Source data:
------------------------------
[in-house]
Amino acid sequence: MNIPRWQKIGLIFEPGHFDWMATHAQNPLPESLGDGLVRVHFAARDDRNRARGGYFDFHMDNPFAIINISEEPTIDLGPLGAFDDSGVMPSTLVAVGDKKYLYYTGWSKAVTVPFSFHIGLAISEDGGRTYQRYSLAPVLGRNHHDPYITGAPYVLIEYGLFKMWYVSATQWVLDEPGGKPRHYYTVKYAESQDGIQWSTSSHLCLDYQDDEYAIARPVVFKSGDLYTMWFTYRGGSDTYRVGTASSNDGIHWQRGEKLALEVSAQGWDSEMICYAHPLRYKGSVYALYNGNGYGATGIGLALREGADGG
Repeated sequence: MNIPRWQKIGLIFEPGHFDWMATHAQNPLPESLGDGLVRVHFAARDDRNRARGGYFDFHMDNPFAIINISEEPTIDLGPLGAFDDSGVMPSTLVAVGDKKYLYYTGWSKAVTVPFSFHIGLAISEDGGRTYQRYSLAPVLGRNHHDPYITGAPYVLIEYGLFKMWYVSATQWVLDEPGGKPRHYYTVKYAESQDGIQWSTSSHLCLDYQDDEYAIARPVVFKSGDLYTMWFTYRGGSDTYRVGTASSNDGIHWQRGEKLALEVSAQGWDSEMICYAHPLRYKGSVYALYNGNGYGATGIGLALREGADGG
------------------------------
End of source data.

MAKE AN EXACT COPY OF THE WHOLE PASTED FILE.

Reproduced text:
[in-house]
Amino acid sequence: MNIPRWQKIGLIFEPGHFDWMATHAQNPLPESLGDGLVRVHFAARDDRNRARGGYFDFHMDNPFAIINISEEPTIDLGPLGAFDDSGVMPSTLVAVGDKKYLYYTGWSKAVTVPFSFHIGLAISEDGGRTYQRYSLAPVLGRNHHDPYITGAPYVLIEYGLFKMWYVSATQWVLDEPGGKPRHYYTVKYAESQDGIQWSTSSHLCLDYQDDEYAIARPVVFKSGDLYTMWFTYRGGSDTYRVGTASSNDGIHWQRGEKLALEVSAQGWDSEMICYAHPLRYKGSVYALYNGNGYGATGIGLALREGADGG
Repeated sequence: MNIPRWQKIGLIFEPGHFDWMATHAQNPLPESLGDGLVRVHFAARDDRNRARGGYFDFHMDNPFAIINISEEPTIDLGPLGAFDDSGVMPSTLVAVGDKKYLYYTGWSKAVTVPFSFHIGLAISEDGGRTYQRYSLAPVLGRNHHDPYITGAPYVLIEYGLFKMWYVSATQWVLDEPGGKPRHYYTVKYAESQDGIQWSTSSHLCLDYQDDEYAIARPVVFKSGDLYTMWFTYRGGSDTYRVGTASSNDGIHWQRGEKLALEVSAQGWDSEMICYAHPLRYKGSVYALYNGNGYGATGIGLALREGADGG